WWII Sunderland Flying-Boat Rescued With The Help Of Her Last Pilot


The Mark I Sunderland was highly valued by Winston Churchill, who considered the U-boats as one of the biggest threats during the war. The 40-strong fleet was Britain’s only long distance aircraft at the very beginning of World War Two and was quite feared by the German U-boats.

Wing Commander Derek Martin OBE was her very last pilot and the man who helped identify the aircraft.

It was Britain’s most valuable craft when Germany declared war, but the Mark I Sunderland planes were thought to be all lost after being destroyed by the Nazis during the terrifying battles.

The Sunderland sea planes were flown over the Atlantic Ocean and Germany, however, as the Germans improved their equipment over the years, the entire fleet ended up into the sea.

Considered to be one of the most important discoveries of the century, the craft was found in 2000, covered in coral, 65ft below the coast of Wales. The Sunderland T9044 of No 210 Squadron, RAF, was first found by accident by a deep sea diver 13 years back. The craft, which sank 73 years ago, in 1940, is going to be reassembled in a half a million pounds project.

Martin, who is now 93 years old, is currently helping the Pembroke Dock Sunderland Trust to identify parts of the vessel, the Mail Online reports.

The day before the bomber sank, Martin, then 20 years old, flew the Mark I Sunderland out of Pembroke Dock, as he was training some young aircrews. “There was a gale during the night and it must have been holed by some floating debris and down it went. In the morning it wasn’t there. Well, it was at the bottom of the sea,” said Martin.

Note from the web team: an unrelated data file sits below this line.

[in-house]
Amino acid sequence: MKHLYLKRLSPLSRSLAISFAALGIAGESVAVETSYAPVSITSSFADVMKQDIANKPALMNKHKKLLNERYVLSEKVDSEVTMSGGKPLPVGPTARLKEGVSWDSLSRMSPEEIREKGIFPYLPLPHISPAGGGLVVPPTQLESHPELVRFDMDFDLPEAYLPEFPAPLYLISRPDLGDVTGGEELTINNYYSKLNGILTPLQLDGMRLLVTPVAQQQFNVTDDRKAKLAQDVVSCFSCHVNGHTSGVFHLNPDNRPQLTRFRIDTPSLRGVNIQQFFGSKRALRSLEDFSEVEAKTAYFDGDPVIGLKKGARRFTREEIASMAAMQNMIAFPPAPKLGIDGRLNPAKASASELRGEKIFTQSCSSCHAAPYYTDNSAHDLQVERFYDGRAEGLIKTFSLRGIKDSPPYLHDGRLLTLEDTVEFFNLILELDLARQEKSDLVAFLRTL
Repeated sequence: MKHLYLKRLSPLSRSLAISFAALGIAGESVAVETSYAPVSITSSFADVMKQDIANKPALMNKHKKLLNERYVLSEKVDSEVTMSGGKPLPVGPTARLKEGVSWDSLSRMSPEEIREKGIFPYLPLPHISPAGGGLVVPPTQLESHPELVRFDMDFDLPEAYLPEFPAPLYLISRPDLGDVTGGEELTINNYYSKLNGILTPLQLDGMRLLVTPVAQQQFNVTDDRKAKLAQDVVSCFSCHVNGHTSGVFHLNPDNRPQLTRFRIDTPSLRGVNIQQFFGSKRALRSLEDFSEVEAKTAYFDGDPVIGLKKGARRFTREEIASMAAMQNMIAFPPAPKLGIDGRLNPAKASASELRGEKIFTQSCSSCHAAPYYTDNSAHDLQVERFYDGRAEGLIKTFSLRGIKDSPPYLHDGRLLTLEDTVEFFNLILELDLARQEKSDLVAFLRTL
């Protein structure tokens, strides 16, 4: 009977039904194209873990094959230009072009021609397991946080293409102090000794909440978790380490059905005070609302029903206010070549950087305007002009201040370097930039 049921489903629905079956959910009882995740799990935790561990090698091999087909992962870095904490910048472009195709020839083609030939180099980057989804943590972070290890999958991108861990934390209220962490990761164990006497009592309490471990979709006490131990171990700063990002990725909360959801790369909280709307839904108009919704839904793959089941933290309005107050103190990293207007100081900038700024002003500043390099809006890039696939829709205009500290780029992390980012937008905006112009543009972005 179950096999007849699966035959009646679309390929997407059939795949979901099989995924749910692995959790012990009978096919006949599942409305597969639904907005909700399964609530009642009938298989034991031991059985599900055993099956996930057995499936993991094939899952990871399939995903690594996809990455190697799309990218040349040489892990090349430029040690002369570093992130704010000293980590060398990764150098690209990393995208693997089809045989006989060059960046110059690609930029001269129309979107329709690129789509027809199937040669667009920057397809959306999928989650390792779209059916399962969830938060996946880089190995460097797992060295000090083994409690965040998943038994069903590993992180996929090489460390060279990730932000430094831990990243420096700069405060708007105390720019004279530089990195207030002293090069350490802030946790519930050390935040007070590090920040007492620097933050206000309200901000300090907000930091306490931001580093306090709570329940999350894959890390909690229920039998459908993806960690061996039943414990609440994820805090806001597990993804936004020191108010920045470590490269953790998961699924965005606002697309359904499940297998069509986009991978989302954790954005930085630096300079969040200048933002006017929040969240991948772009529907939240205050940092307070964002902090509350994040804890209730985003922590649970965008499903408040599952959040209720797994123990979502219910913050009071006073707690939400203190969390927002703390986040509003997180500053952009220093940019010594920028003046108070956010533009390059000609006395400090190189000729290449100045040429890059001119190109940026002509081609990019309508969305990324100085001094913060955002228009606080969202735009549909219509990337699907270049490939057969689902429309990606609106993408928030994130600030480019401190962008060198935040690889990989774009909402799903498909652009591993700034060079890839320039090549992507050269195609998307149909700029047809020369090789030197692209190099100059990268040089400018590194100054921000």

He now lives in Colnbrook, Berkshire but at the Time, Martin was a young instructor at a unit based in Pembroke Dock.

Aircrews were sent out across the ocean to fight the German U-boats using co-ordinates intercepted by the codebreakers at Bletchley Park. Over 6,000 RAF aircrew died during the attacks in the Battle of the Atlantic.

The team is hoping to extract and have the vessel put back together in no more than a year time. ‘Hopefully this Sunderland will help tell the story of what the crews of the flying-boats did for the nation,’ confessed Martin.

The project manager, Mr John Evans, is excited to introduce the “world’s only Mark I Sunderland.” He also said that despite the years under water, the craft was immediately recognizable and was found in a very good condition.

Evans, together with his team, are anxious to bring up as much as they can from the most treasured craft, before the 75th anniversary of its sinking, in November 2015.

Ian Harvey

Ian Harvey is one of the authors writing for WAR HISTORY ONLINE